Carefully inspect the canopy and suspension lines prior to using the four-line release. If any parachute damage is evident or if there are broken suspension lines, do NOT use the four-line release system.
The four-line release system should not be used at night since parachute damage may be difficult to determine.
To operate the four-line release system, you locate the two lanyard pull loops. They are on the inside of the rear risers. Pull the lanyard pull loops sharply downward (fig 5-14). This takes approximately 20 pounds of pull force. This action frees the rear four suspension lines, which allows the canopy to form a lobe in the rear center and permits a steady escape of air, which reduces
Figure 5-16. - Aircrewman releasing left leg strap quick-ejector snap.
oscillation and allows directional control. By pulling down on the right lanyard, you steer your canopy to the right. To steer your canopy to the left, you pull down on the left lanyard.
Parachuting. - Try to determine the wind direction at the surface by watching white caps or smoke from the aircraft wreckage or known surface winds in the vicinity. Winds at the surface may be quite different from those encountered at altitude. When nearing the water, maneuver the parachute so that you are facing into the wind. Begin preparing for water entry as soon as possible after your chute is opened, because judging your altitude over water is difficult in daylight and nearly impossible at night. Grasp the left main sling webbing with your right hand (fig. 5-15). With your left hand, release the chest strap and left leg strap quick-ejector snap (fig. 5-16). Now grasp the right main sling webbing with your left hand. With your right hand, locate the right leg strap quick-ejector snap and release it upon water entry (fig. 5-17). Your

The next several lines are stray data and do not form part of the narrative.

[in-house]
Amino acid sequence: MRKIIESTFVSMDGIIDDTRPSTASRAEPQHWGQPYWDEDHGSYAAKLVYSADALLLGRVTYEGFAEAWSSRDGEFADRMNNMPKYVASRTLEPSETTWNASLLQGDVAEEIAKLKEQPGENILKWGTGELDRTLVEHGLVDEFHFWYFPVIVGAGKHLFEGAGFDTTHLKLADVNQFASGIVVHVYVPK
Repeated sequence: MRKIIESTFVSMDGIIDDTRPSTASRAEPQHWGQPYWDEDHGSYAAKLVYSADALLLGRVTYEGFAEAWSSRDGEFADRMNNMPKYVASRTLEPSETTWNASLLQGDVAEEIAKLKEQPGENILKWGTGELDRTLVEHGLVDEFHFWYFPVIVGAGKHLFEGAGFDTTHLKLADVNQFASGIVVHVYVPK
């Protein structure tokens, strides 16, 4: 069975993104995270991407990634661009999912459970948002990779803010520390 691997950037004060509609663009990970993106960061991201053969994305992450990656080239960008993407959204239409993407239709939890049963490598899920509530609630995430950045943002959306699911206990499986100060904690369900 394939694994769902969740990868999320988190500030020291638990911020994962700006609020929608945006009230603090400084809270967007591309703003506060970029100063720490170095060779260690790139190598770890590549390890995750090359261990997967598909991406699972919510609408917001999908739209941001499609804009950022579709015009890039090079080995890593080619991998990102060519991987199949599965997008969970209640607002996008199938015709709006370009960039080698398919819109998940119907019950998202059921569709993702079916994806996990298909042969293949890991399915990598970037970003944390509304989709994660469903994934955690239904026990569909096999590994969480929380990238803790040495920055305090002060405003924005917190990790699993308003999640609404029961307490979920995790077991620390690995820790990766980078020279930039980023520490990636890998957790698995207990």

Figure 5-17. - Aircrewman releasing right leg strap quick-ejector snap.Continue Reading